On December 15, 2008, the General Administration for Customs (GAC) issued the the Implementation Plan for the 2009 Customs Tariff which went into effect on January 1, 2009.  

In line with China’s WTO tariff commitments, the Circular reduces the most favored nation rate (the MFN Rate) for fresh strawberries, provisionally preserved fruits and nuts (not for immediate consumption), millet wine and other fermented beverages, woven fabrics, and 85-plus percent polyester staple fabrics. After the adjustment, the general tariff rate for 2009 is 9.8 percent.  

Commodities of eight classifications (wheat, corn, rice, sugar, wool, cotton, woven animal hair and chemical fertilizer) and under 45 tax codes are subject to a tariff quota restriction, and a higher tariff rate will be applied to goods imported above the quota. Sugar, for example, is subject to a tariff quota rate of 15 percent. Chemical fertilizers (including carbamide, compound fertilizer and ammonium dibasic phosphate) are subject to an interim tariff quota rate of 1 percent. Above-quota imported cotton is subject to a sliding tariff.  

Fifty-five commodities, including frozen chicken, beer and petroleum, are subject to specific and compound tariffs. Specific tariff rates for certain photographic and video film items are also subject to adjustments.  

In line with trade and preferential agreements that China has with other countries and regions, relevant commodities originating from such countries and regions continue to enjoy Bangladesh and Laos still enjoy the tariff rates set forth in the Asia-Pacific Trade Agreement. The same goes for certain commodities made in Brunei, Indonesia, Malaysia, Singapore, Thailand, Vietnam, Burma, Laos and Cambodia with respect to the China-ASEAN Free Trade Agreement, and certain commodities made in Chile, Pakistan, New Zealand and Singapore with respect to the free trade agreements between China and each of those countries, respectively. In addition, certain commodities made in Hong Kong (if the preferential policy toward countries of origin is applicable) and Macao enjoy zero tariff, and certain commodities made in the 41 least developed countries identified by the United Nations (including Laos, Ethiopia, and Afghanistan) enjoy special preferential tariff rates. The general tariff rate remains unchanged for these countries and regions.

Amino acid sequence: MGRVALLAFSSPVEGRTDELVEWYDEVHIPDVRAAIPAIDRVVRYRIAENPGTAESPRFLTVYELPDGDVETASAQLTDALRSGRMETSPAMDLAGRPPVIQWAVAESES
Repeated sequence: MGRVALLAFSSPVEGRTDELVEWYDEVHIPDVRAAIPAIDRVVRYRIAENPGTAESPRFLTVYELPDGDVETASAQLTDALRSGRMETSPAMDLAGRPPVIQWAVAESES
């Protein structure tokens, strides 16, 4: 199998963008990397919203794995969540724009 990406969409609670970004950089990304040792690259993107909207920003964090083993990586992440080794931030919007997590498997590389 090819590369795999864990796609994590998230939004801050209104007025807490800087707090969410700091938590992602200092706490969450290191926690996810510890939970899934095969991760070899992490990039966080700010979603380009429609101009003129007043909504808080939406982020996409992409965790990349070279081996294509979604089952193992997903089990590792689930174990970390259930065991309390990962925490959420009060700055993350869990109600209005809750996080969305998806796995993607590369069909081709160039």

Export duty rates under the Export Duty Regulations also remain unchanged, although certain commodities, including chemical fertilizer and other raw materials, are subject to interim duty rates or special export duties.